Blender 3.1 is out with better performance, new advanced features

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Blender, the all-in-one tool for 3D creation including modelling, rigging, animation, simulation, rendering, compositing and motion tracking, video editing and more has a big upgrade out with version 3.1.

Full release notes can be seen on the Blender Wiki with a couple of highlights including: exporting .obj files is now orders of magnitude faster, playback in the 3D Viewport is now much faster, Geometry Nodes performance is much better with many nodes now multi-threaded, a new Point Cloud object can be rendered directly with Cycles to create sand, water splashes, particles or even motion graphics and lots more.

Here's their fancy overview video below:

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Fun fact: a bunch of recent videos on the GamingOnLinux YouTube were fully edited in Blender. My usual go-to is Kdenlive, but it has been failing me with well-known problems of it inserting audio crackling and random pops that don't exist in the source files. Learning Blender video editing didn't actually take too long and it's pretty good overall, just some quirks you need to learn compared to other editors.

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One of the fun things about video editing with Blender is that you can use 3D animation 'scenes' as strips in the video editor before they are actually rendered. Think about that for a moment.

So you can do a first pass of the animation, create the scene, add your characters, animate them, and do the camera work..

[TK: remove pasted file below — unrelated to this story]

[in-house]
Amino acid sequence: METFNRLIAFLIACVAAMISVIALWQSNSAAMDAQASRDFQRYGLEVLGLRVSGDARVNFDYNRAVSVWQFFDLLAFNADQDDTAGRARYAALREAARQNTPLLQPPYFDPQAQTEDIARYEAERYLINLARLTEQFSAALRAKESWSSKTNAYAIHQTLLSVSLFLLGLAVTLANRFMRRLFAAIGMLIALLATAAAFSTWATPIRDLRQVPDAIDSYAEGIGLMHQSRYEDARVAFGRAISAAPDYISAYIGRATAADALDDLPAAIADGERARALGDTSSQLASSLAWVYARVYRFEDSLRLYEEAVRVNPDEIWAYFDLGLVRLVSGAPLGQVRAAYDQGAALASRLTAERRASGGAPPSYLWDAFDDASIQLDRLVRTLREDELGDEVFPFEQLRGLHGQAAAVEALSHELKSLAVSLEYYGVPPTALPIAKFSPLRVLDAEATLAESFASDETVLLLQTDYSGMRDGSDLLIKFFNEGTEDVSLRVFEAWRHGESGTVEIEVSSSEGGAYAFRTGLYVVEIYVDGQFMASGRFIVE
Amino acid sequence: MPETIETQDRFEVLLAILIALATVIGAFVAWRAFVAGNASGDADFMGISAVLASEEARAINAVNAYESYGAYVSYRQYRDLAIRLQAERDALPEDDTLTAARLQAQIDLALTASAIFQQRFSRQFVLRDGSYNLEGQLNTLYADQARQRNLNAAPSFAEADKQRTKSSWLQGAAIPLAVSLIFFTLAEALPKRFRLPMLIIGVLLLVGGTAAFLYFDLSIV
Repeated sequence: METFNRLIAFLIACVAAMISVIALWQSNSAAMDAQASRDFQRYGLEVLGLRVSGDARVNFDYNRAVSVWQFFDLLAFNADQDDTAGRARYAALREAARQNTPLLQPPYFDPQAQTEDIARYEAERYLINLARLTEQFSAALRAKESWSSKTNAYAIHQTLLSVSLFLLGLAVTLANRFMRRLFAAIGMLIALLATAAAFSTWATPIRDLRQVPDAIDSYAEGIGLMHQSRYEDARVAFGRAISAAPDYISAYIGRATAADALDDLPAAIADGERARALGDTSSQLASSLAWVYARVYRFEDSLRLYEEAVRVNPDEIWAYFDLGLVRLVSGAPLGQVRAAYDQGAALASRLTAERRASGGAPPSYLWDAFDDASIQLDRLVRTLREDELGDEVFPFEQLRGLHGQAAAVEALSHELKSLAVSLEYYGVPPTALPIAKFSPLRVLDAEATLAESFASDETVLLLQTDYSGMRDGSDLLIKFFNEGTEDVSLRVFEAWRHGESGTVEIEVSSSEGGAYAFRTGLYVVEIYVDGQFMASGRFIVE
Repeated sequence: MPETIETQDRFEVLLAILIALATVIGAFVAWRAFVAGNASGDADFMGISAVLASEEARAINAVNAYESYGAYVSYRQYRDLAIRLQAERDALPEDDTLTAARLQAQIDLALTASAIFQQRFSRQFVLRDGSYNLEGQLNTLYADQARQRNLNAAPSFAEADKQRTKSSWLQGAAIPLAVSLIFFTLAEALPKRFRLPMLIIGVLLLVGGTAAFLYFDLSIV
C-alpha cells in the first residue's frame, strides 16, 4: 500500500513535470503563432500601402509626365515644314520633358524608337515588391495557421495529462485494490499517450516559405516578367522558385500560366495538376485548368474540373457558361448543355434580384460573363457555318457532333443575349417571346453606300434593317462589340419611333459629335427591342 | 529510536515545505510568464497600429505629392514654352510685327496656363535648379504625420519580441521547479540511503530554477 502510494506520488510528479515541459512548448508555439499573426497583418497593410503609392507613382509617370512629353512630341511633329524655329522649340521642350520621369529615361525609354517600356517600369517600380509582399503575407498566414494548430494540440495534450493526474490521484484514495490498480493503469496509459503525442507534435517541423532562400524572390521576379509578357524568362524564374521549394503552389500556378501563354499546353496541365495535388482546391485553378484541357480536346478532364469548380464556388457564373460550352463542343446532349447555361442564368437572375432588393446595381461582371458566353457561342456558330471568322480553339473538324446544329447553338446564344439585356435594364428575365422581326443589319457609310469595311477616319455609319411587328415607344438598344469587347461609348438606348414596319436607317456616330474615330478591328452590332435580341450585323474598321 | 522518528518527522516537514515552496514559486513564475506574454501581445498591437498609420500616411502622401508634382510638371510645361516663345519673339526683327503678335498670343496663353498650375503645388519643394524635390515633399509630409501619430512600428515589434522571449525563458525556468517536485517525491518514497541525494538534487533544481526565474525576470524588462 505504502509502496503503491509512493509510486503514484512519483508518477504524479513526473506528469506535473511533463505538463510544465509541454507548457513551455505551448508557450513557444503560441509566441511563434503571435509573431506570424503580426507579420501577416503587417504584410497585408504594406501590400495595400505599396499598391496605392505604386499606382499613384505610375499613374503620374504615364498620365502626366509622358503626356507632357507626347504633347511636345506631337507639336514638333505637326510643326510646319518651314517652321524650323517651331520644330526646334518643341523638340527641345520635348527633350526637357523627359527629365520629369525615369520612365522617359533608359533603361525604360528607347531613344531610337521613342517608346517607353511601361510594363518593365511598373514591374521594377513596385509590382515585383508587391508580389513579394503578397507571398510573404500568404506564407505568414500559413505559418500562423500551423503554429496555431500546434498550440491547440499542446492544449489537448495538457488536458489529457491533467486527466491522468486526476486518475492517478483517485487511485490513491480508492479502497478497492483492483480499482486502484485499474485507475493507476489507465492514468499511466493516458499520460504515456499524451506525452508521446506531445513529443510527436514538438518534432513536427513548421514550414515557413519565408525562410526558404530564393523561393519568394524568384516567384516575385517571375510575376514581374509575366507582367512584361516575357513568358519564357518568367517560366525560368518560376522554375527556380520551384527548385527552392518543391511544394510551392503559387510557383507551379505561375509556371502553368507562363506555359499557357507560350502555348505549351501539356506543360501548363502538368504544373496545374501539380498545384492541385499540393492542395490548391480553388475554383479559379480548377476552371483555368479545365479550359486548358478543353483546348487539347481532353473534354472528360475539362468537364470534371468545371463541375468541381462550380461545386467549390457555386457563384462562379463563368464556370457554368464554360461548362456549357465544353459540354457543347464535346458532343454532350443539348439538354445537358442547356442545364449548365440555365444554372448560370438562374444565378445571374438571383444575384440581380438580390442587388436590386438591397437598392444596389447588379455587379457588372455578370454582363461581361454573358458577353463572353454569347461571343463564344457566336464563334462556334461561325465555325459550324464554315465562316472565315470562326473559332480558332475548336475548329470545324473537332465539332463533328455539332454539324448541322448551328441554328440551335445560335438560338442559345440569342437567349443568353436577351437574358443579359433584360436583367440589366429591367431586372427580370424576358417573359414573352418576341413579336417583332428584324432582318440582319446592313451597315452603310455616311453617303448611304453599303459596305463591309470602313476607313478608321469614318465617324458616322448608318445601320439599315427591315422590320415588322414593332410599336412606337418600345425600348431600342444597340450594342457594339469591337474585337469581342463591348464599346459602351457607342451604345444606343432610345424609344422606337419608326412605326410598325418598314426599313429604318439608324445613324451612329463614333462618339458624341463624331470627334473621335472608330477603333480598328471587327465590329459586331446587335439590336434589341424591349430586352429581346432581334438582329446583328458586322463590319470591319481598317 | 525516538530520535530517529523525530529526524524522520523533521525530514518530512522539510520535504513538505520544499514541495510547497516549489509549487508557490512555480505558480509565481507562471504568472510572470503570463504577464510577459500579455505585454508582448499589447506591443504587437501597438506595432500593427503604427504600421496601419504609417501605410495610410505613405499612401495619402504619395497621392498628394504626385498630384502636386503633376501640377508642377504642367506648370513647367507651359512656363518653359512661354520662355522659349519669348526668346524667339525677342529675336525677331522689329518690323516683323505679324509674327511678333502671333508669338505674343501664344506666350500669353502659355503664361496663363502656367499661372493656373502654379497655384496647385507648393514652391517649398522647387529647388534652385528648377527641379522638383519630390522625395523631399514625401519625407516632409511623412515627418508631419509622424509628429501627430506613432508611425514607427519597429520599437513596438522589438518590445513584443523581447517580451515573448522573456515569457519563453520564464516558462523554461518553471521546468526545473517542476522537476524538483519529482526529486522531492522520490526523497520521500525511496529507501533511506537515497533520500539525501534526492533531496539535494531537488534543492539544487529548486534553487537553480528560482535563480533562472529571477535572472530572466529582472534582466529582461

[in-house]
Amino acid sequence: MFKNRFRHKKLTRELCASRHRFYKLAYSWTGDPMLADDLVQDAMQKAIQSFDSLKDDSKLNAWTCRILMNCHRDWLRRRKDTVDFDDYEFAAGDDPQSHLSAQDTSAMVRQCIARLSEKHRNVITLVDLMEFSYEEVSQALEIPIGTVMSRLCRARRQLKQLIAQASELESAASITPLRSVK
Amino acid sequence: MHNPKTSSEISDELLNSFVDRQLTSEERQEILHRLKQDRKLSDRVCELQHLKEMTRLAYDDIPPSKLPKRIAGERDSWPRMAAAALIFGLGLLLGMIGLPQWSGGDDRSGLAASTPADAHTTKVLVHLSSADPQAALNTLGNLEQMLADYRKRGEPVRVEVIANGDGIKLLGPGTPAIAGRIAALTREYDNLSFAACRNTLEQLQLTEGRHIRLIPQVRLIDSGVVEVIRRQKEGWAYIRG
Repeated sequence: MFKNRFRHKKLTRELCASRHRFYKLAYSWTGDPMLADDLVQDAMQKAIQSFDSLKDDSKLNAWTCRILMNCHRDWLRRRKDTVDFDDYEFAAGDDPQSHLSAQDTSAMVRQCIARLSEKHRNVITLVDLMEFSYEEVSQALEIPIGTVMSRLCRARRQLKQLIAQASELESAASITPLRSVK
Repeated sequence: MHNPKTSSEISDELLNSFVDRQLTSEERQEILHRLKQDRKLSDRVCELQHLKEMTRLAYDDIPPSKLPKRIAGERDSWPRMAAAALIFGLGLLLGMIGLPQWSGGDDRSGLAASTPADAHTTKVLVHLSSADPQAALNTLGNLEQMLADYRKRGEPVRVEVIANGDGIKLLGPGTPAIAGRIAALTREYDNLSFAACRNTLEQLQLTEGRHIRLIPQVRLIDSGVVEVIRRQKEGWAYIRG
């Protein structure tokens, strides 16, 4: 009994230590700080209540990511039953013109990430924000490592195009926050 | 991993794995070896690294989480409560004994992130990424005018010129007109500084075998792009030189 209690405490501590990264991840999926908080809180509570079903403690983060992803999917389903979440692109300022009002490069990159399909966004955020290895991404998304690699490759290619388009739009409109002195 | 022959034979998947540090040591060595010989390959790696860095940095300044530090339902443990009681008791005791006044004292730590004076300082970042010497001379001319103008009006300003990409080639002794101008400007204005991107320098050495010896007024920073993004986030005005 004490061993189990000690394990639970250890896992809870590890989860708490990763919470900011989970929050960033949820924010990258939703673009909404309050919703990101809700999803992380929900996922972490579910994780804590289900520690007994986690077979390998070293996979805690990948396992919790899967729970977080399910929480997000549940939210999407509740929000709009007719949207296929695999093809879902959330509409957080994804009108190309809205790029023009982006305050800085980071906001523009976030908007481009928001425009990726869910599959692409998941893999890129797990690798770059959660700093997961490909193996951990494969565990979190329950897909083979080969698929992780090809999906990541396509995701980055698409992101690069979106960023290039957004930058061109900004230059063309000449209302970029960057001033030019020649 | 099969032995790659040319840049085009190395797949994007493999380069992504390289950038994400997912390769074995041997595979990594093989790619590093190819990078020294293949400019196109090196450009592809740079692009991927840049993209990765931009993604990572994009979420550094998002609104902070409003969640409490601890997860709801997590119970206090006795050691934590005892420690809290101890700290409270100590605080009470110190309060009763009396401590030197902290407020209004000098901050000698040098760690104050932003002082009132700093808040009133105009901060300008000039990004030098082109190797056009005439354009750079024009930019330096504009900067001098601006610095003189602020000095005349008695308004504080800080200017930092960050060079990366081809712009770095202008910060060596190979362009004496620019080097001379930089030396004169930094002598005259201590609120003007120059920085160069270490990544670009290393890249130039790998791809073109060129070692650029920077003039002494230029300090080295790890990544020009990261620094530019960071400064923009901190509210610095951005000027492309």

Then go to the video editor, and add your 3D scenes as strips in the video editor, start doing the video editing and adjust the timing and cuts between scenes and camera angles, cut strips, put cuts between other cuts, and scrub through your animation..

But then you can say, 'Actually lets change up that', and go back to the 3D scenes and adjust the environment, character appearance, animation timing, camera angles, etc..

And keep going back and forth between the two, you're not committed to anything yet!

Only when you are actually done and think 'Yeah I like that', do you have to click 'render'.

This has a massive benefits. You don't have to waste time rendering a single frame of animation or exporting video to edit, or re-exporting videos, until you're 100% happy with how everything is working together. It's non-destructive workflow from start to finish.
Minux 10 Mar
I really love Blender, I think it's the best 3D suite right now :), I'm glad it's getting better every day and even more used by the industry.

Hey Liam, do you know any good videos to learn video editing with Blender?
Liam Dawe 10 Mar
Quoting: MinuxHey Liam, do you know any good videos to learn video editing with Blender?
Afraid not, I've learned most from what I already knew from other editors to random googling for quick answers and just general messing about.
Valck 10 Mar
There's this Youtube channel I came across a couple of years ago:
Looks like they haven't posted new stuff in a while, but I'd guess most of the principles probably still apply.
grumpytoad 10 Mar
It's such a deep software, I've used it for 3D, plain video editing, and recently for 2D comic animations using the grease pencil. In the end though, I always feel like I've only scratched the surface.
Interesting, I've used KDenlive a fair amount in the past, and while I haven't encountered that particular problem yet, I've occasionally considered finally learning Blender's video editing. (I've played around with it enough to make a 4-second animated intro for my gaming channel by following tutorials, but I wouldn't say I really know it.) Nice to hear the recommendations (and I know it would be more powerful), maybe it's time to finally take the plunge.
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